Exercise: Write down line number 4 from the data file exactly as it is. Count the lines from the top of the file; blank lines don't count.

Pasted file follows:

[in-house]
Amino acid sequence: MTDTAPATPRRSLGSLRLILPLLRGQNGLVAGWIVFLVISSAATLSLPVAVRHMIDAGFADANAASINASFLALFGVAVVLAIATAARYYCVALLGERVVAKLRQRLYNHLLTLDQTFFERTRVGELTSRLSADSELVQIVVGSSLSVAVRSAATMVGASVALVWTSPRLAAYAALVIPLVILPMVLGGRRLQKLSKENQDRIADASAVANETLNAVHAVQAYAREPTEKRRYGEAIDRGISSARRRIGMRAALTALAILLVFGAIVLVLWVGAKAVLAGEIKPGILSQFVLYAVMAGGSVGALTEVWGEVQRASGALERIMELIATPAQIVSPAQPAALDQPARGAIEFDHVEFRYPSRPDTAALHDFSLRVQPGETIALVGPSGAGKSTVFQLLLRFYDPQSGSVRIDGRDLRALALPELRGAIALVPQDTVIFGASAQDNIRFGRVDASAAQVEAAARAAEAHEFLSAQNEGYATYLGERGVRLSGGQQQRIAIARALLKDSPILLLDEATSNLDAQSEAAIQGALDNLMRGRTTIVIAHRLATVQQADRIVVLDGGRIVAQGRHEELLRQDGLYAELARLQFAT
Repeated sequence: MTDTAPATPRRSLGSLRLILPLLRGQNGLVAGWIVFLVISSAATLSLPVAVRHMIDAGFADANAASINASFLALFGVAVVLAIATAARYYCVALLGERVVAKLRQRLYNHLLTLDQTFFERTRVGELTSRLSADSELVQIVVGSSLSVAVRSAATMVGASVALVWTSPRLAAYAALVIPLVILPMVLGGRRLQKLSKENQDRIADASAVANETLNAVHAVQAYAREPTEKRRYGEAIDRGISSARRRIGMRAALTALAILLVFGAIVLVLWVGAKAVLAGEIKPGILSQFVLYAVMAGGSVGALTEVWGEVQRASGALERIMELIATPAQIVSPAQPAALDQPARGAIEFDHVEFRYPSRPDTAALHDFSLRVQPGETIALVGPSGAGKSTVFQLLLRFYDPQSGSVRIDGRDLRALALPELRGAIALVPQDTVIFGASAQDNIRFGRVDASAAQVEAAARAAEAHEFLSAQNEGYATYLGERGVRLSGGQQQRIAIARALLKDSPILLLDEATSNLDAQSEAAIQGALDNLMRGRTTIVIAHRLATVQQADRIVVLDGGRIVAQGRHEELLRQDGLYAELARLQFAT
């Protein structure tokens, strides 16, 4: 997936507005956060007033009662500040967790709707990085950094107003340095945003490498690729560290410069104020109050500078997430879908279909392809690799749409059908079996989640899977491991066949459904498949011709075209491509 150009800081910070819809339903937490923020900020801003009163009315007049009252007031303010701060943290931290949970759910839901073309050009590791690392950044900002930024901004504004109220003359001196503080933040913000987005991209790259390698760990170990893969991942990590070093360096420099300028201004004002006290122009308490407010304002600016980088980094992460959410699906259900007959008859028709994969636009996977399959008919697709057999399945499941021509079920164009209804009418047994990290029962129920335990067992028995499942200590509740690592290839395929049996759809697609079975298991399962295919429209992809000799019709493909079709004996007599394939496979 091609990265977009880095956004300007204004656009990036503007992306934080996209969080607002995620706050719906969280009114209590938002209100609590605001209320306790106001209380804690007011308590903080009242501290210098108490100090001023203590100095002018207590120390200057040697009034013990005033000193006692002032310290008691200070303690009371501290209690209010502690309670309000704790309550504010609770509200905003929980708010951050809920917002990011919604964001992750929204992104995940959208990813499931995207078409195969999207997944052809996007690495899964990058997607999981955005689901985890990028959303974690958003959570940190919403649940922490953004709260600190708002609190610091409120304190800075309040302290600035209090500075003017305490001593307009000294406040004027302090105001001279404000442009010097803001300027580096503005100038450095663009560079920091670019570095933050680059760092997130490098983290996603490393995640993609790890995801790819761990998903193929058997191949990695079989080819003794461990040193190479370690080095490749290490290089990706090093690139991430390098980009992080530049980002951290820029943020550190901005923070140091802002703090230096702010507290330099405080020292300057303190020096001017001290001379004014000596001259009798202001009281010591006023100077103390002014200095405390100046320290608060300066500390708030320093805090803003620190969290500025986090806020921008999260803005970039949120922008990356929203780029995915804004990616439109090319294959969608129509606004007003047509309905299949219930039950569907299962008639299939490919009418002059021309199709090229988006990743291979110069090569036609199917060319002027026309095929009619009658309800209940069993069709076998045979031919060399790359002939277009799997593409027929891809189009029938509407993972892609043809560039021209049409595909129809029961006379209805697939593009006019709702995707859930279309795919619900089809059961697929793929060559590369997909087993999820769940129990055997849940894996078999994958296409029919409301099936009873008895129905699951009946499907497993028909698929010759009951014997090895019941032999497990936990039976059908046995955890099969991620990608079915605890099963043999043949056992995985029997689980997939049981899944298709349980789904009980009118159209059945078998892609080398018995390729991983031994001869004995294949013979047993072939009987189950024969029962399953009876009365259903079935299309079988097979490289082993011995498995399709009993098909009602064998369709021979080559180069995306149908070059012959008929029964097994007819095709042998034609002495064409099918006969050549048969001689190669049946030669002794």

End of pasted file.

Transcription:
């Protein structure tokens, strides 16, 4: 997936507005956060007033009662500040967790709707990085950094107003340095945003490498690729560290410069104020109050500078997430879908279909392809690799749409059908079996989640899977491991066949459904498949011709075209491509 150009800081910070819809339903937490923020900020801003009163009315007049009252007031303010701060943290931290949970759910839901073309050009590791690392950044900002930024901004504004109220003359001196503080933040913000987005991209790259390698760990170990893969991942990590070093360096420099300028201004004002006290122009308490407010304002600016980088980094992460959410699906259900007959008859028709994969636009996977399959008919697709057999399945499941021509079920164009209804009418047994990290029962129920335990067992028995499942200590509740690592290839395929049996759809697609079975298991399962295919429209992809000799019709493909079709004996007599394939496979 091609990265977009880095956004300007204004656009990036503007992306934080996209969080607002995620706050719906969280009114209590938002209100609590605001209320306790106001209380804690007011308590903080009242501290210098108490100090001023203590100095002018207590120390200057040697009034013990005033000193006692002032310290008691200070303690009371501290209690209010502690309670309000704790309550504010609770509200905003929980708010951050809920917002990011919604964001992750929204992104995940959208990813499931995207078409195969999207997944052809996007690495899964990058997607999981955005689901985890990028959303974690958003959570940190919403649940922490953004709260600190708002609190610091409120304190800075309040302290600035209090500075003017305490001593307009000294406040004027302090105001001279404000442009010097803001300027580096503005100038450095663009560079920091670019570095933050680059760092997130490098983290996603490393995640993609790890995801790819761990998903193929058997191949990695079989080819003794461990040193190479370690080095490749290490290089990706090093690139991430390098980009992080530049980002951290820029943020550190901005923070140091802002703090230096702010507290330099405080020292300057303190020096001017001290001379004014000596001259009798202001009281010591006023100077103390002014200095405390100046320290608060300066500390708030320093805090803003620190969290500025986090806020921008999260803005970039949120922008990356929203780029995915804004990616439109090319294959969608129509606004007003047509309905299949219930039950569907299962008639299939490919009418002059021309199709090229988006990743291979110069090569036609199917060319002027026309095929009619009658309800209940069993069709076998045979031919060399790359002939277009799997593409027929891809189009029938509407993972892609043809560039021209049409595909129809029961006379209805697939593009006019709702995707859930279309795919619900089809059961697929793929060559590369997909087993999820769940129990055997849940894996078999994958296409029919409301099936009873008895129905699951009946499907497993028909698929010759009951014997090895019941032999497990936990039976059908046995955890099969991620990608079915605890099963043999043949056992995985029997689980997939049981899944298709349980789904009980009118159209059945078998892609080398018995390729991983031994001869004995294949013979047993072939009987189950024969029962399953009876009365259903079935299309079988097979490289082993011995498995399709009993098909009602064998369709021979080559180069995306149908070059012959008929029964097994007819095709042998034609002495064409099918006969050549048969001689190669049946030669002794």